This article was inspired by a comment recently made by a reader of a past article, in which I referenced the “Masters” of classical horsemanship from a few centuries ago.

“What I want to question is why the halo over the classical masters? Why do we hold them as the benchmark? We have representations of their work (writings and paintings) but no moving video. I’m not saying they aren’t who we think they are, or that I disagree with their principles, just questioning where we get our baselines from in such an arbitrary activity as sitting on the back of animal for human pleasure. Are we just romanticizing a historical era we see as particularly artistic? Every time someone says ‘well the classical masters said…’, we should be just as critical as if they had said ‘well the natural horsemanship people say…’ or ‘Olympics medalists say…’”

I thought this was a great question and observation and I feel a complete answer is called for, so…

Why do some of us modern trainers so revere the classical masters?

Let me begin by saying that I believe the dogmatic following of the teachings of any trainer, historic or modern, is misguided. We must certainly view every training method with a critical eye and I don’t think I have met a single practitioner of “classical” horsemanship that ever suggested otherwise.

I am fairly certain that in their time the followers of one “master” or another may have been as religiously devoted to just them as so many followers of today’s famous clinicians, that is by no means what I am suggesting when I quote one master or other.

The passage of time has allowed the works of the masters of the “old world” to be tested and retested for many generations by equestrian scholars dedicated to perfecting the art of horsemanship. These men were typically not following the dogma of any one personality, but were instead putting these methods to practical testing through the training of warhorses; there simply is no better crucible by which to burn away flawed or faulty practices.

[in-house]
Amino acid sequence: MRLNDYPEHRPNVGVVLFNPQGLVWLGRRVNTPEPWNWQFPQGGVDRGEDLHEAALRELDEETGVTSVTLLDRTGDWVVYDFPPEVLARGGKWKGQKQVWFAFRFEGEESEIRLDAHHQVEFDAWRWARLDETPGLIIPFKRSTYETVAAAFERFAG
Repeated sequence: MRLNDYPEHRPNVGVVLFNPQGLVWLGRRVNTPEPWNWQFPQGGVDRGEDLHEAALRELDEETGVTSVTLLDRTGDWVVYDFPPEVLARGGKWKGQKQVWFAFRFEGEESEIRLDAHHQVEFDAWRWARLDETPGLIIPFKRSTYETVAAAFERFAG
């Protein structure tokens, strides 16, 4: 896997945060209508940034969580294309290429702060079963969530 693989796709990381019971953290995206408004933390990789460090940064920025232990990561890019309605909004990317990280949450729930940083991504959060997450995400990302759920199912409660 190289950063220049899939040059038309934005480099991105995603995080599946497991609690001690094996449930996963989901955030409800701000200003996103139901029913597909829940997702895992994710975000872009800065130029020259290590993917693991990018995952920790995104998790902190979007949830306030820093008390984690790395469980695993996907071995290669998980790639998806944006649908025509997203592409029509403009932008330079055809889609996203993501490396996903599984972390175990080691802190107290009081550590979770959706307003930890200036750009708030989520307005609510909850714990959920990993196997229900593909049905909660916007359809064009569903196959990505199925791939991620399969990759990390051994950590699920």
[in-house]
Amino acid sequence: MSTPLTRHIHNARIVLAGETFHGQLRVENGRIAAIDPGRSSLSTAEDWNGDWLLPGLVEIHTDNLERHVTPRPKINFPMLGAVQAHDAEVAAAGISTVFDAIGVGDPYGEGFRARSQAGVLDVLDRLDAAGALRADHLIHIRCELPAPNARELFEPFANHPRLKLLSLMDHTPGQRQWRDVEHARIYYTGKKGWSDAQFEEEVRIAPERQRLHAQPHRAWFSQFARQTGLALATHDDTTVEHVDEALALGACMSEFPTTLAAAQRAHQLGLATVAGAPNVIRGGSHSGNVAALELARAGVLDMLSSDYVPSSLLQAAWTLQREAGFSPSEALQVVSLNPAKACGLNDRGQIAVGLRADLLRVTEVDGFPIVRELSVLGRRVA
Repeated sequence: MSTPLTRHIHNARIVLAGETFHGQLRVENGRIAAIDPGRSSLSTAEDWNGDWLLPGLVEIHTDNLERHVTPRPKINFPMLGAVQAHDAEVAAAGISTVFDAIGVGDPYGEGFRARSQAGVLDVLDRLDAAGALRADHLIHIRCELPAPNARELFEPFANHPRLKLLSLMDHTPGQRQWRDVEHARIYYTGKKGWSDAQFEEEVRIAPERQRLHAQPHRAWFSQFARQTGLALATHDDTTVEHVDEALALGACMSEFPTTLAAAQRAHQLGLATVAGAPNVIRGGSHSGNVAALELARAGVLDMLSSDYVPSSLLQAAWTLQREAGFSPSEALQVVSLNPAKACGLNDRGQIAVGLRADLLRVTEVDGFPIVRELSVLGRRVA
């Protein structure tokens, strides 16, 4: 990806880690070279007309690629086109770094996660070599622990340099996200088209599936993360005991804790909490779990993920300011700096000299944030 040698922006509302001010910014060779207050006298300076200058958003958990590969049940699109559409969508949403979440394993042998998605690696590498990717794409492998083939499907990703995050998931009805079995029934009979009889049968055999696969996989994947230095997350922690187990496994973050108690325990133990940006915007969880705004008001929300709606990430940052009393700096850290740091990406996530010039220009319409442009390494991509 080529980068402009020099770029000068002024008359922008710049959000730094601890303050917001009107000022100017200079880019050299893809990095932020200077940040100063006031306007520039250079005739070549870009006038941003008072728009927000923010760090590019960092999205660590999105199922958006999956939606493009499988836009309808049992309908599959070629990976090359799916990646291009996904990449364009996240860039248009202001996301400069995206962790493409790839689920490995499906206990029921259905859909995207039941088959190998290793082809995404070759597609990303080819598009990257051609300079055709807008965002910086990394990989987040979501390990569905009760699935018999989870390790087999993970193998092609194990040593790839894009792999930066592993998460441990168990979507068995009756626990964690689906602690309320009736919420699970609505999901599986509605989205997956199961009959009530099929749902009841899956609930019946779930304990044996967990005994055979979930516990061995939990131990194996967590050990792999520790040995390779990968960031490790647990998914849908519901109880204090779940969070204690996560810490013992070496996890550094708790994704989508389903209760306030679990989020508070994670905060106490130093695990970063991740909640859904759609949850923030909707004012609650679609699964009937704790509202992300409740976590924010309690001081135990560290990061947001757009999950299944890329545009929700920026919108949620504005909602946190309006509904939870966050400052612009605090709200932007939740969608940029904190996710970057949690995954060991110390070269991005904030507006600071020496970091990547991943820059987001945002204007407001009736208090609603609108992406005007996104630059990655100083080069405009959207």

Let me quickly add that there was not, and is not, a monolithic truth in “Classical Horsemanship”. While there are accepted goals that transcend the centuries and regional differences, the actual methods of the Masters of Horsemanship varied wildly between individuals and time periods. One can read the works of a French trainer and those of his German contemporaries and find them diametrically opposed in their views of “correct” horse training methods, even to the point of calling out one another by name as inferior horsemen.

One can also read the works of a single master at different points in his life and find him specifically contradicting his earlier works in later writings. More often, however, you will find one master referring back to the teachings of the particular horsemen whose work inspired their own training methods.

The result of all this diversity and evolution of horsemanship was the formation of differing “schools” of classical riding, each labeled as Classical Horsemanship, and rightly so. The German Classical School is just as “Classical” as the French Classical Method, even though they differ in how they each go about trying to achieve similar goals. The reason there is such debate today as to what constitutes “correct” or “real” classical horsemanship is that throughout the classical period (and just how long the classical period was is also a point of debate), the acknowledged masters did not always agree as to what was correct.

But all is not chaos. There are lines of practice from Master to Student, with each subsequent generation striving to improve on the works of their instructors. Each new Master would spend his career training horses for battle while teaching Kings, Princes, and Nobles the art of horsemanship. All of this was at a time when the skill of the rider, along with the training and ability of the horse, literally meant the difference between life and death on the battlefield. These scholars studied horsemanship in a way that’s just not practical today. We must recall that horsemanship was not a hobby or sport for these men, but a way of life.